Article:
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This book aims to contribute to the global observance of the 75th anniversary of the Universal Declaration of Human Rights (UDHR), 1948. It considers nature and development of international human rights law. It considers how human rights interact with other regimes such as intellectual property, foreign direct investment, corporate social responsibility, international environmental law, humanitarian law, refugee law, economic law, and criminal law. The book then presents human rights of vulnerable populations and sets out contemporary challenges and issues relating to human rights, such as globalisation, the effects of COVID-19, religion, nationality, and the implementation of economic, social, and cultural rights.
Editors: and
Professor Toshiki Mogami, the featured figure of this memorial edition, has developed his academic career in international law and politics. Professor Mogami’s original normative and analytical framework is characterized by himself as Jus Contra Anarchism et Oligarchism: international law against interstate and institutionalised violence. The editors extract the very essence of his teachings from Professor Mogami’s masterpieces, specifically, International Law as Constructive Resistance towards Peace and Justice.
Volume Editors: and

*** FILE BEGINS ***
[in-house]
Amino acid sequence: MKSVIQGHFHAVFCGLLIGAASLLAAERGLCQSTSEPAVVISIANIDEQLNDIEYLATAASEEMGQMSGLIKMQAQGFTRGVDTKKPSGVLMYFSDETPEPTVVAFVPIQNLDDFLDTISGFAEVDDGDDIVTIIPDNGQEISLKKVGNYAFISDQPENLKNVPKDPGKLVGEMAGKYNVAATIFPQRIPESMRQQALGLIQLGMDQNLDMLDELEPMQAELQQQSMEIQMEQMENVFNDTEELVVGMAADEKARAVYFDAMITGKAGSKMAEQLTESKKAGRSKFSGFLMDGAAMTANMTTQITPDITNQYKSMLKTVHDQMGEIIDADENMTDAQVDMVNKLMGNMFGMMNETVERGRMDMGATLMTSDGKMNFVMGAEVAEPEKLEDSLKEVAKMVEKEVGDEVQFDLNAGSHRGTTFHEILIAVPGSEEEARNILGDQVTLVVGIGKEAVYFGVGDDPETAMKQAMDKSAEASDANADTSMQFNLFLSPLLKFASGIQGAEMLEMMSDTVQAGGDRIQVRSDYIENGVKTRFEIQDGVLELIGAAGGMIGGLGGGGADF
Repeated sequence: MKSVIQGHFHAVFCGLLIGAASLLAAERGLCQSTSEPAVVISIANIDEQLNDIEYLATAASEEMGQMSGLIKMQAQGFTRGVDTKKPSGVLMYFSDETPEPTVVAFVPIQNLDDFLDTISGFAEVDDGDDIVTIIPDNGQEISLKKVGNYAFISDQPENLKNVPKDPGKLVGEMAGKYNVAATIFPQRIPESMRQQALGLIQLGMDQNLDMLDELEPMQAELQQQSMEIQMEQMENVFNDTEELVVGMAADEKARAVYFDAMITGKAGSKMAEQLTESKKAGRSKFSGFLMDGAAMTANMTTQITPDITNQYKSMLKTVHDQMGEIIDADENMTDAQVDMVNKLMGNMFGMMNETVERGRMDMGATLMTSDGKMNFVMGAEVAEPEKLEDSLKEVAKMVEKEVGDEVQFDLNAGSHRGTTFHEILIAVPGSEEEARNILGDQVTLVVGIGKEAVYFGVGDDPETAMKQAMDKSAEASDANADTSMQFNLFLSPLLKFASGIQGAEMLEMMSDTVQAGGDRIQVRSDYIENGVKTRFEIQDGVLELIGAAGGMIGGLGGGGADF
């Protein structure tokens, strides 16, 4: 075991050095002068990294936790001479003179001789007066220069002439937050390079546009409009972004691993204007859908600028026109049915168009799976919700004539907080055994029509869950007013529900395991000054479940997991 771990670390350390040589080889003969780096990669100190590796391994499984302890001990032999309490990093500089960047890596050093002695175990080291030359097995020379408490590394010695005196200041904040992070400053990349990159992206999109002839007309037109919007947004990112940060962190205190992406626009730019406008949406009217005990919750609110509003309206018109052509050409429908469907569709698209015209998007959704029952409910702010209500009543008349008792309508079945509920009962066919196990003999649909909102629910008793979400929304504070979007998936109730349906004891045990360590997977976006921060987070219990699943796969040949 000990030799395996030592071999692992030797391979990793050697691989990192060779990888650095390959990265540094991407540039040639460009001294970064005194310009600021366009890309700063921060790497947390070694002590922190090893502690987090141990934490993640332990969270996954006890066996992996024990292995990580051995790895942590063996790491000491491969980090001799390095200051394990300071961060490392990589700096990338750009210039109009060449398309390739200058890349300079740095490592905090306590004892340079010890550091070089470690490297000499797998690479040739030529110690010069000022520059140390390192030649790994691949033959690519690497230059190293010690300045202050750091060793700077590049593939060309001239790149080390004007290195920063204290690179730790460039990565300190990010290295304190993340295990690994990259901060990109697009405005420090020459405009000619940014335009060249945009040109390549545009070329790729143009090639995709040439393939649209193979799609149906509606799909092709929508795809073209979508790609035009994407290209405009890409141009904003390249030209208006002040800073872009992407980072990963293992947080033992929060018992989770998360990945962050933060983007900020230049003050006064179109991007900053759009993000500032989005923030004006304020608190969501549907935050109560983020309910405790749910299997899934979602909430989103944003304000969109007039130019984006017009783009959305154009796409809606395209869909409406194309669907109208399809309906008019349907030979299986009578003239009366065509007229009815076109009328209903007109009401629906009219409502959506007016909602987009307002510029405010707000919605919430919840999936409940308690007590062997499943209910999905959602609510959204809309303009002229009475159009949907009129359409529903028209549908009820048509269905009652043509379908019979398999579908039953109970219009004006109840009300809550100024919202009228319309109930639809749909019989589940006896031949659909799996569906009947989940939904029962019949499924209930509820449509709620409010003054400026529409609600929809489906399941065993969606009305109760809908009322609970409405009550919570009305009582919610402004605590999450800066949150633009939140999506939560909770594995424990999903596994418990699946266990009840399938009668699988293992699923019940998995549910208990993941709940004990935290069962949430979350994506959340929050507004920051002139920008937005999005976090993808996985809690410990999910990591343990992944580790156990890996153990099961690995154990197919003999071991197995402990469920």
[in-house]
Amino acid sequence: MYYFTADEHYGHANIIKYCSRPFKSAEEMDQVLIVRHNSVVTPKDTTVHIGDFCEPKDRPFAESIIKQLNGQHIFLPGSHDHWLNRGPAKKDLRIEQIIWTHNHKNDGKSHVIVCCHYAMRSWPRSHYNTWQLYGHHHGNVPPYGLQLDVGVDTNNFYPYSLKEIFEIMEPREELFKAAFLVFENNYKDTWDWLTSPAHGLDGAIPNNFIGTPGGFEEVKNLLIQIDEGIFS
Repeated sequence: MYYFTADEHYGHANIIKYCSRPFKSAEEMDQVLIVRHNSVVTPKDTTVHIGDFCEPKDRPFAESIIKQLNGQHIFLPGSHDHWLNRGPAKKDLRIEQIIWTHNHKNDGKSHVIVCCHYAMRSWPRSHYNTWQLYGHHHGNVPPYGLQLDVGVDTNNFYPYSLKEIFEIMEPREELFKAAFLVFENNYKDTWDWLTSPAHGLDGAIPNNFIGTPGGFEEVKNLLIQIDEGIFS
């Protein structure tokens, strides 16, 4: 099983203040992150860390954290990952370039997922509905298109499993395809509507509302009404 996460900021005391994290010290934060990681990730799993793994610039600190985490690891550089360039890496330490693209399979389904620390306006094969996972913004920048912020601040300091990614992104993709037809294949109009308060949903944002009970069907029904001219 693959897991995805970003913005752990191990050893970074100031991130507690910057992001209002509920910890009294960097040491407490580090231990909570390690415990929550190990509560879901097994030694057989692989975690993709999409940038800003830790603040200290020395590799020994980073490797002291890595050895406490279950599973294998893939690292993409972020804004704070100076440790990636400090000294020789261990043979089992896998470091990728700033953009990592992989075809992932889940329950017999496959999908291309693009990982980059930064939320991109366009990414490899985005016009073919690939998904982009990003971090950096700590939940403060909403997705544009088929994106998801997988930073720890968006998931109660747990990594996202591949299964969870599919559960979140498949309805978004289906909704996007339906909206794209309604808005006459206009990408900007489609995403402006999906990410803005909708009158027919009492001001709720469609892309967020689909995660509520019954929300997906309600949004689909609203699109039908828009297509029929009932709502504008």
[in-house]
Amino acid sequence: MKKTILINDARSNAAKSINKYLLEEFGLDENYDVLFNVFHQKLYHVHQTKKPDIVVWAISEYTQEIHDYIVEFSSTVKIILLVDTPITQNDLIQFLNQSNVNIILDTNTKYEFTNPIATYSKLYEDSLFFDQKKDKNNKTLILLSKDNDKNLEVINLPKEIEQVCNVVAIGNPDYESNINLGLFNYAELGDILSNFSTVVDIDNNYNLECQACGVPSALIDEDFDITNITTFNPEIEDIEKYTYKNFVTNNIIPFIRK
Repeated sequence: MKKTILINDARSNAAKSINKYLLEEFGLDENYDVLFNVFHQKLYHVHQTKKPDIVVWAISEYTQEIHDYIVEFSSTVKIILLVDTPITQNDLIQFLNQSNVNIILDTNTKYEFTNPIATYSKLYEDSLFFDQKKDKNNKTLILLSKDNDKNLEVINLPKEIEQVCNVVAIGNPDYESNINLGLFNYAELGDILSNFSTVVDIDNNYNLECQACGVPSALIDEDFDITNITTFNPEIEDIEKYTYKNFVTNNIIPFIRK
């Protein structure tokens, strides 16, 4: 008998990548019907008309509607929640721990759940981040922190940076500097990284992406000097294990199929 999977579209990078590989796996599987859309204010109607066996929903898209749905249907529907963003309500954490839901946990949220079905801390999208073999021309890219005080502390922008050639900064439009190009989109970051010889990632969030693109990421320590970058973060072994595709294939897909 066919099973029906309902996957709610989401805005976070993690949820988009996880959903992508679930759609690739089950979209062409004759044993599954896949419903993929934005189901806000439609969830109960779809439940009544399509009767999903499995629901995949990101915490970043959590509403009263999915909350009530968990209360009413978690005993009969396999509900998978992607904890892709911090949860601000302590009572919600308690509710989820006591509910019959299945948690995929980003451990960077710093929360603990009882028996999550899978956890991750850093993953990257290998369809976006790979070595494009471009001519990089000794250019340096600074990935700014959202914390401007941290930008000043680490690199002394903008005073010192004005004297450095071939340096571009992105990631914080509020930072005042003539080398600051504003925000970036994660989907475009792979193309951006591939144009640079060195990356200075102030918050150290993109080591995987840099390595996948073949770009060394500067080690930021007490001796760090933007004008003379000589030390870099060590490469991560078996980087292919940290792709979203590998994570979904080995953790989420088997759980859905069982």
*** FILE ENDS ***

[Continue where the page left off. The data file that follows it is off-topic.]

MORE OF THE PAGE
The New Zealand Yearbook of International Law is an annual, internationally refereed publication whose purpose is to provide a yearly reference for legal materials and critical commentary on issues of international law. The Yearbook also serves as a valuable tool to identify trends, state practice, and policies in the development of international law in New Zealand, the Pacific region, the Southern Ocean, and Antarctica, and to generate scholarship in those fields. In addition to presenting peer-reviewed legal research, the Yearbook contains an annual ‘Year-in-Review’ that covers developments in international law of particular interest to New Zealand, and a dedicated section on the South Pacific.

This Yearbook covers the period 1 January 2022 to 31 December 2022.
An International Law and International Relations Perspective
In this book contributors engage into the theoretical dialogue about the interplay between terrorism and organized crime. Arguing in favor of its existence, the authors of the book seek to define the phenomenon of ‘organized criminal terrorism’ and examine the appropriateness of the international and regional legal frameworks on terrorism and organized crime to address this unitary criminal phenomenon. The volume reveals similarities and differences between terrorism and organized crime that support views in favor of new international legal instruments and those that defend the current approach to combat organized criminal terrorism. Contributors hope that the book will form the basis for a more informed discussion on the issue.
How to legally assess the situation when humanitarian actors in non-international armed conflicts are arbitrarily denied access to the affected civilian population? The book answers this question from the perspective of the five main actors involved in humanitarian relief in non-international armed conflicts: the affected State, non-State armed groups, humanitarian actors, non-belligerent States and the affected civilian population. It examines the legal regulations and consequences for each of these actors. In doing so, the book not only draws attention to existing legal gaps and challenges, but also encourages readers to rethink outdated legal concepts and discuss new approaches.

The open access publication of this book has been published with the support of the Swiss National Science Foundation.